Is it normal for your four-legged friend to laze around the majority of the day? Does it mean something more? Are they bored, depressed, or perfectly healthy? These are the questions that new and seasoned dog owners alike often ask themselves. Here’s what you should know.
According to the National Sleep Foundation, most dogs spend around 50% of each day — or 12 to 14 hours — sleeping. The average dog is active for only 20% of their day, and is awake (and lying around) for the other 30% of their day.
"Dogs will typically sleep when they’re not stimulated, as well as when their owner relaxes or sleeps," says Stephanie Liff, DVM, veterinarian and medical director at Pure Paws Veterinary Care in New York City.
Your lifestyle habits likely influence when your dog's up (like around dinnertime, begging for scraps) and when they laze around (like when you crash on the sofa and watch Netflix all afternoon).
However, your lifestyle isn't the only thing to impact your dog’s sleep.
Ask a vet about it 24/7 — for free.
Both puppies and older dogs need more sleep than the average adult pooch. That's because their bodies need more time to rest and recover from all the extra activity. (They need to eat a lot more too!)
Puppyhood is the most active time in your dog’s life. As an adult dog becomes more senior, they’ll gradually become less active. This is normal, but keeping an aging dog active is essential to keeping them healthy. You might trade in long runs for short walks, but an active lifestyle leads to healthier sleeping habits.
Does your dog thrive on frequent walks in the park? Or is your pup more of a couch potato? According to the American Kennel Club (AKC), a puppy who is very active when they are awake may need as much as 18 to 20 hours of sleep every day. However, less active dogs will generally only sleep for 14 hours or so each day.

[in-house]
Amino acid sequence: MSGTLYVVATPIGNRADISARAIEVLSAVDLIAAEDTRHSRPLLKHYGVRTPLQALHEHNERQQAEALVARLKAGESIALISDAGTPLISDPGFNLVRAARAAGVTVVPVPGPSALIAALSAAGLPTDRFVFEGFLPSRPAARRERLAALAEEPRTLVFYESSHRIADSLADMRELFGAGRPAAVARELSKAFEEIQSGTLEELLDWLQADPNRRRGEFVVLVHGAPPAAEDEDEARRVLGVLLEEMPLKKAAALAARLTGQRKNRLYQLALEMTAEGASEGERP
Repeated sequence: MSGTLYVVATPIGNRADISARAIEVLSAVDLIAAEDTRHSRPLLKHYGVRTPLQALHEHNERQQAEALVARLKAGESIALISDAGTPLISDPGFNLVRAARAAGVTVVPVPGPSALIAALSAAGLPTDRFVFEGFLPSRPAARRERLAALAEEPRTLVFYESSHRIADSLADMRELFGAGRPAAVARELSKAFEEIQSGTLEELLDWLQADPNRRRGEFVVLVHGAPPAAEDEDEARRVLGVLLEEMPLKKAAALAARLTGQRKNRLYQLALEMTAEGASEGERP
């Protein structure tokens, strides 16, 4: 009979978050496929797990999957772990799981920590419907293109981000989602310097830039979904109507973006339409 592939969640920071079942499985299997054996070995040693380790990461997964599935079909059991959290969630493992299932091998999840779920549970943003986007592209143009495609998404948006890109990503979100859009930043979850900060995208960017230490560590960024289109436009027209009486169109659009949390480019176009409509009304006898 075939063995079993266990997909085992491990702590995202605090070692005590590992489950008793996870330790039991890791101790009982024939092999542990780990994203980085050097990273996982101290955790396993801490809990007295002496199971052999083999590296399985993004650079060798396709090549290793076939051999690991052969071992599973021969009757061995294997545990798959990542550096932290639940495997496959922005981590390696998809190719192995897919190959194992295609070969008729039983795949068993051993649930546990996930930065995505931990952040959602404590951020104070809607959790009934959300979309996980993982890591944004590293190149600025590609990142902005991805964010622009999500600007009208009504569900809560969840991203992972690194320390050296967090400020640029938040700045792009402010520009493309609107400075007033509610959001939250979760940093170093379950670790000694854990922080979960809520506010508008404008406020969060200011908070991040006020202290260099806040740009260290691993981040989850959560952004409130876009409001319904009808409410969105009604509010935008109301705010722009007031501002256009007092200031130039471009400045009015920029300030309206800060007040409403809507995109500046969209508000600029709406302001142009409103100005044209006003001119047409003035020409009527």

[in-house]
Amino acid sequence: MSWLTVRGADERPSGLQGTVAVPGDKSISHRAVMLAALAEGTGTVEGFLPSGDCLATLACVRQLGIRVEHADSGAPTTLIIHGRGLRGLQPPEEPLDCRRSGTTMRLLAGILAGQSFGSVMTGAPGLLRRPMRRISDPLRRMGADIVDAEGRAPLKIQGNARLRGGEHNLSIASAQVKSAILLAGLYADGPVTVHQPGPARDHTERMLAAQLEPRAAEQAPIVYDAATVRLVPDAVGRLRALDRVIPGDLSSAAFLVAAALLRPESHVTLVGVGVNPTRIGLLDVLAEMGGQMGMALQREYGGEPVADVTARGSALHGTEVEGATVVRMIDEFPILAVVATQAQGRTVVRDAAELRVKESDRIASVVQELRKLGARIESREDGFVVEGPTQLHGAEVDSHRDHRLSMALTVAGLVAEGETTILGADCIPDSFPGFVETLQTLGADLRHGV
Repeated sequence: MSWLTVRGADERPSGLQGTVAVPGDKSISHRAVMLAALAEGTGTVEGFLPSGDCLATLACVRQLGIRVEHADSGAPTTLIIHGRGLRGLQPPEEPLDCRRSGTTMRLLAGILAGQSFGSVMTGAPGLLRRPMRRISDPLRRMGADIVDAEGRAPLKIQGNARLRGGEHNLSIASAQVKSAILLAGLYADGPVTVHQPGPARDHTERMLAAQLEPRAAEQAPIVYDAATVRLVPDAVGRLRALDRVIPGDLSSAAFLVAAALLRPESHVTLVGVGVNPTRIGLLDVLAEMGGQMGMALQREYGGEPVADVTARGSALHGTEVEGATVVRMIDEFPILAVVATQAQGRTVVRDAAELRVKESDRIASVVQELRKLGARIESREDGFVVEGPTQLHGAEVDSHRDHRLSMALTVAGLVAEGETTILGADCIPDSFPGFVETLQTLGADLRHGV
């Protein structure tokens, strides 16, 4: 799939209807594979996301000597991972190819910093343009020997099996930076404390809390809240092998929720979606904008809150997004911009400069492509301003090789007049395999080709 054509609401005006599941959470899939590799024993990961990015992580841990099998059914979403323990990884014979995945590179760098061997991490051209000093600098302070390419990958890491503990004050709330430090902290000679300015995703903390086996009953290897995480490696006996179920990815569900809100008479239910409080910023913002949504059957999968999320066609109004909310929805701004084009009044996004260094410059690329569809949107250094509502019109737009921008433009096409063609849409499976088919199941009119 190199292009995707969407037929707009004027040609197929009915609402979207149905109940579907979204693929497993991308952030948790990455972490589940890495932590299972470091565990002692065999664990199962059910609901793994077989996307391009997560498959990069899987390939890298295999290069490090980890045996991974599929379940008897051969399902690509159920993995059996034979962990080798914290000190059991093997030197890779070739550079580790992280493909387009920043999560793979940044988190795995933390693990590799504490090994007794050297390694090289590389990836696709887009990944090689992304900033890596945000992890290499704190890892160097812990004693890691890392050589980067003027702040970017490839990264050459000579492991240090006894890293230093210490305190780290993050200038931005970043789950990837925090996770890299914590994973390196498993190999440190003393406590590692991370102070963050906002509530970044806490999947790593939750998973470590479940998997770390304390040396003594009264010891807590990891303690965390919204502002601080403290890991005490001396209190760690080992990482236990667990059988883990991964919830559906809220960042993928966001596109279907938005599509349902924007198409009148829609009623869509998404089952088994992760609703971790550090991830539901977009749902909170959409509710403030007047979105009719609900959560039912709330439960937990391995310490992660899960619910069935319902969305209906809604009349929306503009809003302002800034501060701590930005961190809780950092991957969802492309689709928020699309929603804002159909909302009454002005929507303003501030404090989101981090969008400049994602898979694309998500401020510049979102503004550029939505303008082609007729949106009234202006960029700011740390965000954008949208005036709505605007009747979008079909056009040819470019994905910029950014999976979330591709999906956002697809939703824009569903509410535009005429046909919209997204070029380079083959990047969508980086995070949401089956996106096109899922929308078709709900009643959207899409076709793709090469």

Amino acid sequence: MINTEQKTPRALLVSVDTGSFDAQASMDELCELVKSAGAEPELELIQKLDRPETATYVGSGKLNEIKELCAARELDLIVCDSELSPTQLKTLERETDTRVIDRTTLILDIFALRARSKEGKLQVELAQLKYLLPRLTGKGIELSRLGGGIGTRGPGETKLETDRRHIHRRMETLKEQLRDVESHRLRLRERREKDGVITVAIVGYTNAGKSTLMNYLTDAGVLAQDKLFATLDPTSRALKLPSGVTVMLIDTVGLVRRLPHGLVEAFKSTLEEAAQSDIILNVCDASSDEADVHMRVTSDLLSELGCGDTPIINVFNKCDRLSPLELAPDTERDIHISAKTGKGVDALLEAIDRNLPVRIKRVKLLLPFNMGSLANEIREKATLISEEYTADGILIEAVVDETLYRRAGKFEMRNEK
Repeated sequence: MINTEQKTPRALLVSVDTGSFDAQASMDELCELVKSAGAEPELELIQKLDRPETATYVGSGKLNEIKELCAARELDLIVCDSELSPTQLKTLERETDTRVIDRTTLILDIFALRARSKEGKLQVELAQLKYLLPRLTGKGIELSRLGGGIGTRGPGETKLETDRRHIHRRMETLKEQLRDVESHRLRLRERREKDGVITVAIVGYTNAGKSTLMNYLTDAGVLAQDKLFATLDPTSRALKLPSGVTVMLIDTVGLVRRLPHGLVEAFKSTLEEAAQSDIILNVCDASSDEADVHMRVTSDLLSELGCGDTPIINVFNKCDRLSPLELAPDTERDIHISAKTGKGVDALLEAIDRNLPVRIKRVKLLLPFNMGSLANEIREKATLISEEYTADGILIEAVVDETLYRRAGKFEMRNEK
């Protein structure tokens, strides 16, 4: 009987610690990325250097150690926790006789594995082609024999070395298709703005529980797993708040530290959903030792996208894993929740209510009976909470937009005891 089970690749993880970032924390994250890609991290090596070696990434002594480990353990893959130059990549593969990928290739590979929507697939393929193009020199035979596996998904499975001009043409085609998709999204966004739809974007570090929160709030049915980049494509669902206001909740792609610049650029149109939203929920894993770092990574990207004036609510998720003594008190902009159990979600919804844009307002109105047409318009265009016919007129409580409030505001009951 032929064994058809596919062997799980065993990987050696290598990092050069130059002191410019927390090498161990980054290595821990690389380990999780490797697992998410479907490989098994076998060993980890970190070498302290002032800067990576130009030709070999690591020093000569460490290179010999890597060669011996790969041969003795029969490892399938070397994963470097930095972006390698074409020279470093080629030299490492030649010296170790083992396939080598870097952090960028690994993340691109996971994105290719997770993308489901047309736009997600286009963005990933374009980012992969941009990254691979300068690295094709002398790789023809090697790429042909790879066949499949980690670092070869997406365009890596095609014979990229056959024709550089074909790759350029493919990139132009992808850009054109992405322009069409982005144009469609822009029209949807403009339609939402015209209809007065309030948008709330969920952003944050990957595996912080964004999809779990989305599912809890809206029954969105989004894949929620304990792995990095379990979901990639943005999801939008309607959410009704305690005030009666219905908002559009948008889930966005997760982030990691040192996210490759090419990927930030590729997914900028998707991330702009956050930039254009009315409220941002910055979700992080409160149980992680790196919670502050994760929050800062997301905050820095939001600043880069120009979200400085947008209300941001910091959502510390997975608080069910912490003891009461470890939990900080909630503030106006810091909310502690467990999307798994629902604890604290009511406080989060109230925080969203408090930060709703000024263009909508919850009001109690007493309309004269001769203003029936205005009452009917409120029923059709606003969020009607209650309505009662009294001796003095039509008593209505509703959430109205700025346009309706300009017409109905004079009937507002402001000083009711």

Regardless of how active your dog is, spreading out their physical activity throughout the day is the best approach to take. Dogs usually prefer to take frequent naps in order to recharge. So consider engaging them in activity for a few minutes multiple times a day as opposed to one long session.
"Stimulating your pet with an activity that is amenable to them is always helpful," Dr. Liff explains. "For example, a walk may be better suited than a run for an older dog. On the other hand, a young and social dog may do best with a visit to the dog park instead of solitary exercise."
Even though both small and big dogs alike can require a lot of sleep, larger dogs tend to sleep more on average. For example, Pyrenees and Newfoundlands often earn the nickname "mat dogs," as they seem to take an endless number of naps. Mastiffs are also known for their long and frequent naps.
Though smaller breeds like Bulldogs and even Shih Tzus often get called out for their droopy-eyed devotion to sleep, as well.
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If you have questions or concerns about your dog’s sleeping habits, you should consult your vet. But there are a few things to keep in mind.
A dog that's lethargic due to illness is different from one that just enjoys sleeping. “If your dog simply sleeps a lot, that is not necessarily abnormal," says Liff. "Though if your dog starts to sleep more than normal, that can be a cause for concern.”
Another cause for concern is if your pet is unable to get comfortable. This could indicate possible orthopedic issues or respiratory distress. "These problems can lead to agitation when resting," says Liff.
"If you notice your dog’s sleeping patterns are changing, see your veterinarian," says Liff, as an underlying health condition may be causing your dog’s sleep issues.
Sometimes, changes in your dog's sleep schedule may be related to changes in their surroundings. Just like in humans, your dog's mood can impact their sleeping habits.
Have you moved recently? Introduced a new person or pet to the house? If your dog's environment has changed in some way, that could be the cause of a short-term change in habits, according to the Sleep Help Institute.
It's normal for a dog to act a bit differently in a new environment. Just like humans, you might find that stress or anxiety makes it harder for your dog to go to sleep.
Ask a vet about it 24/7 — for free.
If you notice your dog sleeping a lot, it's probably not cause for alarm. But, a sudden change in their sleep habits warrants a call to the vet. Keeping a close eye on your pet's routine will help you support a healthy and active lifestyle for them day in, day out.